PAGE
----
Skip to main content

Toronto city planning department to the lead on environmental assessment for Scarborough line.Kevin Van Paassen/The Globe and Mail

Toronto's city planning department is taking over and broadening the environmental assessment for the Scarborough subway extension after "difficult and quite contentious discussions" with the TTC, leaving the transit agency to focus on construction.

The shakeup in how transit is planned and built in the city will be the model for future projects, according to Toronto Transit Commission chief executive Andy Byford.

Chief planner Jennifer Keesmaat characterized the new approach as the difference between simply "laying down infrastructure" and using transit to create "great thriving prosperous places."

The shift comes after concern on the part of some city staff that the TTC was moving ahead too quickly amid the uncertainty – with two of the five major mayoral candidates vowing to revert to the original plan for light rail – that continues to surround the Scarborough transit plan.

This latest twist in Scarborough, which should not affect the work's overall timelines, also offers a rare glimpse into the project. Progress, which is still at a very preliminary stage, had been delayed by the dust-up over division of responsibilities. Now that that issue has been settled, a request for proposals for initial engineering work is expected to go out this week.

The decision to give city planning the lead on the EA – which will include determining the route and where and how many stations there will be – came after sharp differences of opinion between that department and the TTC over how best to proceed with the project.

"They were difficult and quite contentious discussions," said Mr. Byford, who acknowledged that not everyone on his team was pleased to see city planning assume the new role.

"I have to see the bigger picture. And it seems to me that the city does have a point in saying you can't just look at projects as purely transit projects, you've got to look at what the wider implications for the city are. I'll be honest with you, there's also a bit of me that says we've got quite enough on our plate – and that is the understatement of the year."

The city planning-led EA will look beyond the role of transit as a mechanism purely for moving people.

"Part of the lens that city planning is going to bring to this exercise is really that city-building lens, that place-making lens," Ms. Keesmaat said.

"This change will ensure that we're integrating our considerations for new lines into a network-based approach and also integrating the transit alignment policies with our city-building policies around densification and transformation of urban environment."

Rapid transit, particularly in Scarborough, has shaped up as a key election issue in this fall's mayoral election. Light-rail supporters say that form of transit is cheaper, faster to build and serves more people. Subway boosters insist underground transit is best and prefer to frame the debate as one that has been settled.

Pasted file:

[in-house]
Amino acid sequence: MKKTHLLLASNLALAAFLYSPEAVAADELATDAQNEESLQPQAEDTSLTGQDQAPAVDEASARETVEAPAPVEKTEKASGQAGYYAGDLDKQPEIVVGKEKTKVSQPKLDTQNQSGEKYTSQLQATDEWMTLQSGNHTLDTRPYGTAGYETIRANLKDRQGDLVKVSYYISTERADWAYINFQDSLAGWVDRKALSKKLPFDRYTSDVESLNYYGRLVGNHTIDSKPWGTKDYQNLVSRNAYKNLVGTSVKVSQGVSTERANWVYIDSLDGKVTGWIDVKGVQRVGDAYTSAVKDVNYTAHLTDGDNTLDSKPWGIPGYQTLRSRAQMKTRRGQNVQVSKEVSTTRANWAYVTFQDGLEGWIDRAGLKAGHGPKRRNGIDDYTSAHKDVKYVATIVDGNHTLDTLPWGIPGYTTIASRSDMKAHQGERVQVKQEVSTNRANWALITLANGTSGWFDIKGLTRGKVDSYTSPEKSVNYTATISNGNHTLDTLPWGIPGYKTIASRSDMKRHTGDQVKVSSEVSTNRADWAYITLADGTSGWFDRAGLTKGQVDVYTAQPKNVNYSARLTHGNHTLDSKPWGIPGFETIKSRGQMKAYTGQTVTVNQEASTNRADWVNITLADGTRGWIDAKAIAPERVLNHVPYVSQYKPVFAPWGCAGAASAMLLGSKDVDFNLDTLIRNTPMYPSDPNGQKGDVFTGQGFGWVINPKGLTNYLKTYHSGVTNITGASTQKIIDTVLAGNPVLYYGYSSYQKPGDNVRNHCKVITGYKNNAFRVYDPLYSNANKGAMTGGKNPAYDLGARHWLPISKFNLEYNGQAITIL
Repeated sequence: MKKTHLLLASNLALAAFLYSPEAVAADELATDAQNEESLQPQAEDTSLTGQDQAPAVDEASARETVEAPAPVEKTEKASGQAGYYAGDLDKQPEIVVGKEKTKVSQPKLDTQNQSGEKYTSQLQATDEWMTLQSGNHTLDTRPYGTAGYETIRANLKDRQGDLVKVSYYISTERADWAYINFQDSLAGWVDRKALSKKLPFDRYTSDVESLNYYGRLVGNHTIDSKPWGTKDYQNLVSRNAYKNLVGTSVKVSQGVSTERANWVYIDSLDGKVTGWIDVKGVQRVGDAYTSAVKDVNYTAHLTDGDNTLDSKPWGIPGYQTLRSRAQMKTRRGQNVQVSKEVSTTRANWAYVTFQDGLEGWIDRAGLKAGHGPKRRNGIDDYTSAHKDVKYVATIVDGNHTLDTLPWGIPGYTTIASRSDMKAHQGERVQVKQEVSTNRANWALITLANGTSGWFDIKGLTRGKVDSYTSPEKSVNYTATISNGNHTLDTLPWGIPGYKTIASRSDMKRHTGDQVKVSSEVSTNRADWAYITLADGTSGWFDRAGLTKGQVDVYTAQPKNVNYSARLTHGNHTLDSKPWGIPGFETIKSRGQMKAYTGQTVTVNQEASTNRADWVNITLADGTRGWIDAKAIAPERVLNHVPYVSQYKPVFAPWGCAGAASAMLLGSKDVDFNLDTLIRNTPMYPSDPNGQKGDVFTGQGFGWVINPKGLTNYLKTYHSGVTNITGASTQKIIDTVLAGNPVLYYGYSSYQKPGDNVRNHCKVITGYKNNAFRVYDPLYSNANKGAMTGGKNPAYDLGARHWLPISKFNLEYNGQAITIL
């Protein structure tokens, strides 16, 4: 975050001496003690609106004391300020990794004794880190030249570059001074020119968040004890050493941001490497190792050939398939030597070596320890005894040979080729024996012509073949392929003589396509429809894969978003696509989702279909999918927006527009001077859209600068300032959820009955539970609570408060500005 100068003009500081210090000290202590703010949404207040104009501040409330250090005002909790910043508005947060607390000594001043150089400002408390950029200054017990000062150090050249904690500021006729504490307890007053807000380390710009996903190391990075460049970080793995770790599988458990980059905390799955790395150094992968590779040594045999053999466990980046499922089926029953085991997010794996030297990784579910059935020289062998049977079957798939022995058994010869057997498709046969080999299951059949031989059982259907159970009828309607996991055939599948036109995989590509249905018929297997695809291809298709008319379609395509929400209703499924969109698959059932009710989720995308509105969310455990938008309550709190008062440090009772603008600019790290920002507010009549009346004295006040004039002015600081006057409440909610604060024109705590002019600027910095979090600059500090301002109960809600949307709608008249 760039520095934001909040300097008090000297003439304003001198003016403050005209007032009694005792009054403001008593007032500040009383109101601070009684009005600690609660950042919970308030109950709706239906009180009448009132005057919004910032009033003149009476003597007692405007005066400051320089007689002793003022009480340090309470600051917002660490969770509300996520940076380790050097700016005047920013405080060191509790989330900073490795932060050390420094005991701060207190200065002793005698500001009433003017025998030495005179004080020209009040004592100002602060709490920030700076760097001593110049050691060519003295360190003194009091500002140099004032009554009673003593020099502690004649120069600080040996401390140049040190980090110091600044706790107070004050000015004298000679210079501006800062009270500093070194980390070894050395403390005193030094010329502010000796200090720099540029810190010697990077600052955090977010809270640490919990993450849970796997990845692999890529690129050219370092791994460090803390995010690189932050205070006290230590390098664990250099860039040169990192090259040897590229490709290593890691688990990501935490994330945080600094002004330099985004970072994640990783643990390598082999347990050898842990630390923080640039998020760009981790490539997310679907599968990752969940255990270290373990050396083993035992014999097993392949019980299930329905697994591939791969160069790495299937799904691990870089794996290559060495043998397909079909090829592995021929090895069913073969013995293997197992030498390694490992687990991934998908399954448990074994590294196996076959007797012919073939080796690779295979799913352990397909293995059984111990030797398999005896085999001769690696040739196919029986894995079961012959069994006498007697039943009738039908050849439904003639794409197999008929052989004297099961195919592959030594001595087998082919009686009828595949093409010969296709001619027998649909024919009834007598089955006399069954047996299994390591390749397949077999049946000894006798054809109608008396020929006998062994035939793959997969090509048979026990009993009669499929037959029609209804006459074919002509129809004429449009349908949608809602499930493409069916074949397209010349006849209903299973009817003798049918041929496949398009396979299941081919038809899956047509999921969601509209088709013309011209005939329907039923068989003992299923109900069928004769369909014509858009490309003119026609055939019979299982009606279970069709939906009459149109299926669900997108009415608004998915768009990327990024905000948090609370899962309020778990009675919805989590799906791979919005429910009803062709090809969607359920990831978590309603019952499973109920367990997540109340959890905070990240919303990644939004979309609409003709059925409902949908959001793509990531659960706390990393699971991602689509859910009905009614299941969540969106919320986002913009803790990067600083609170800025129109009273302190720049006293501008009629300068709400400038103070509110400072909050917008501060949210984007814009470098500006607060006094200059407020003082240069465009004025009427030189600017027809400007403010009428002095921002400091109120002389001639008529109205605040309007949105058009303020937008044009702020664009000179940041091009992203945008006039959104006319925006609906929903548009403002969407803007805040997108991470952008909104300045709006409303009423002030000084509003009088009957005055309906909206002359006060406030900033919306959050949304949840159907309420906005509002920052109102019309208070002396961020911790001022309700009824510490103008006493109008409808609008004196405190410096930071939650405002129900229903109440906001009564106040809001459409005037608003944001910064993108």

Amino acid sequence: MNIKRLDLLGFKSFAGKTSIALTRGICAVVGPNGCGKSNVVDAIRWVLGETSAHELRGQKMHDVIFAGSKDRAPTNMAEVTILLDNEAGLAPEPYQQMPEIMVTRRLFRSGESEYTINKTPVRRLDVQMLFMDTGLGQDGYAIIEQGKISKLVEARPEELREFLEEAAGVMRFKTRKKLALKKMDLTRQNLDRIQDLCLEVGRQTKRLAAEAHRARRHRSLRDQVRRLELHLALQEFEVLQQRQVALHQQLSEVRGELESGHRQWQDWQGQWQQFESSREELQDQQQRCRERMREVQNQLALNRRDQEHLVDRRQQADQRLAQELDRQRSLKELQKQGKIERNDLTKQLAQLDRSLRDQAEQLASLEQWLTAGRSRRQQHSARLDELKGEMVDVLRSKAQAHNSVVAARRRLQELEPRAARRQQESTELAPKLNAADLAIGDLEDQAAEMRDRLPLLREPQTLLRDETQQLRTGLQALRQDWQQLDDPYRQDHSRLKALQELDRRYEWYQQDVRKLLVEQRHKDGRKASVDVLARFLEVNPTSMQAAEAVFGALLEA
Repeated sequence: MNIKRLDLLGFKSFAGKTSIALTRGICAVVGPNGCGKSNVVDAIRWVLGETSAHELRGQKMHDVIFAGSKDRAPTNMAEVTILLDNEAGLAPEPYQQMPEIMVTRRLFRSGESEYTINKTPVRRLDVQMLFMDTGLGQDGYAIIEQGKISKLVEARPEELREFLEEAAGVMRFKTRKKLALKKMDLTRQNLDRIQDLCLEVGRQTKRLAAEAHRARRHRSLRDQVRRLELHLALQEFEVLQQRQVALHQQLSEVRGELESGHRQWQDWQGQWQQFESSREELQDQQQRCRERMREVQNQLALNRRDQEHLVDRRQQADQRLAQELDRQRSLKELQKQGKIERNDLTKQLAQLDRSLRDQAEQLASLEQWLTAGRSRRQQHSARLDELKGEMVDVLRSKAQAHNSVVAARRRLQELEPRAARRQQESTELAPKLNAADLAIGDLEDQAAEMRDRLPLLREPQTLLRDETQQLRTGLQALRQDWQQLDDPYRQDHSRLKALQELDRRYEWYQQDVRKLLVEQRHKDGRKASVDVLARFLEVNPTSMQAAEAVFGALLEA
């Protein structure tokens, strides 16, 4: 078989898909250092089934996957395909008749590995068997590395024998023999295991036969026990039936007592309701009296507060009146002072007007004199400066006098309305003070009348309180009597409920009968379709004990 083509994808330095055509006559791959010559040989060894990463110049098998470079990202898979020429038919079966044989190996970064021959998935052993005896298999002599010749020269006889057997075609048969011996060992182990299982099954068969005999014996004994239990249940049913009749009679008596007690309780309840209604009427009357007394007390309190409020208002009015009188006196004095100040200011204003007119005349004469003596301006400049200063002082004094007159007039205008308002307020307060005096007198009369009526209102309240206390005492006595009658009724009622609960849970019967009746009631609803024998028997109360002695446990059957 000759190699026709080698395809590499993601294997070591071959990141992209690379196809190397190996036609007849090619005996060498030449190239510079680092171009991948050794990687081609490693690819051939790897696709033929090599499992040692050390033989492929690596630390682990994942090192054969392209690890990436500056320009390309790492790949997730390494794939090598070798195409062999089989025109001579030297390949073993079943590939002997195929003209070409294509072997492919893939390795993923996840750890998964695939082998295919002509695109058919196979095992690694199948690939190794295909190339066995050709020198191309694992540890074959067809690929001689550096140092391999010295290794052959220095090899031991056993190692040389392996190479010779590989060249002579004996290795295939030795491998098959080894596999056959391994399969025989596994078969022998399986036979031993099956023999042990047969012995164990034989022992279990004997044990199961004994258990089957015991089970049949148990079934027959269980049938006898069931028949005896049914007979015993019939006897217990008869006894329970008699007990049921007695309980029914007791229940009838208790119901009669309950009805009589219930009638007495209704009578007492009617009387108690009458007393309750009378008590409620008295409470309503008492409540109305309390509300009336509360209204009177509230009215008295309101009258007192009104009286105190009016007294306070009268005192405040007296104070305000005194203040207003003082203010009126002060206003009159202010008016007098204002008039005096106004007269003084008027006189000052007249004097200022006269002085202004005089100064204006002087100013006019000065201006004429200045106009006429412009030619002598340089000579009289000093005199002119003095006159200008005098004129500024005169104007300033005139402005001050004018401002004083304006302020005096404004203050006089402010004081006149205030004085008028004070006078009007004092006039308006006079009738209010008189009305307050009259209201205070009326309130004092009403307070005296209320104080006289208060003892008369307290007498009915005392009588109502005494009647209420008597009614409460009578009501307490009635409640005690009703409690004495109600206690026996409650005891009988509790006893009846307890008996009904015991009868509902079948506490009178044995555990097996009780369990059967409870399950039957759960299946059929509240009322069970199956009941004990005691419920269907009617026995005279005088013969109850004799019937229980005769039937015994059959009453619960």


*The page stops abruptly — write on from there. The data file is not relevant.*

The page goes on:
Some high-ranking transit officials will admit privately that the subway extension is far from a sure thing, with one saying it would likely be the next city council that decides on the project's future. Another pegged its chances at "60-40 or 75-25."

The long-debated project continues to face hurdles, among them that the original legal agreement for an LRT in Scarborough remains in force. In a recent e-mail, Metrolinx spokeswoman Anne Marie Aikins said that changing that agreement is an ongoing process. Among the difficulties are negotiations over how to divvy up sunk costs.

Another issue is securing the money needed to pay for the controversial project.

Then finance minister Jim Flaherty promised $660-million from the Building Canada Fund last fall, subject to the normal approvals process. Earlier this spring, Mayor Rob Ford revealed that the city had not yet completed its business case or application for the funds, a process that is still under way.

Subway supporters also will have to win a series of big-dollar funding votes at council as the project proceeds over the next few years. If the next mayor is a supporter of the project, that mandate will help carry those votes. But a lot of work remains before the proverbial shovels can go in the ground.

"This will be debated for a long time," subway proponent Councillor Glenn de Baeremaker, who represents a ward through which the subway would run, predicted in a recent interview.

"Will there be a guerrilla war waged [at council] for the next four years? Yes, unfortunately there will, and we'll waste a lot of time and energy and effort focused on attacking each other and sabotaging each other's plan, instead of working together in co-operation and building something really truly spectacular. But in the end, something truly spectacular will be built in Scarborough."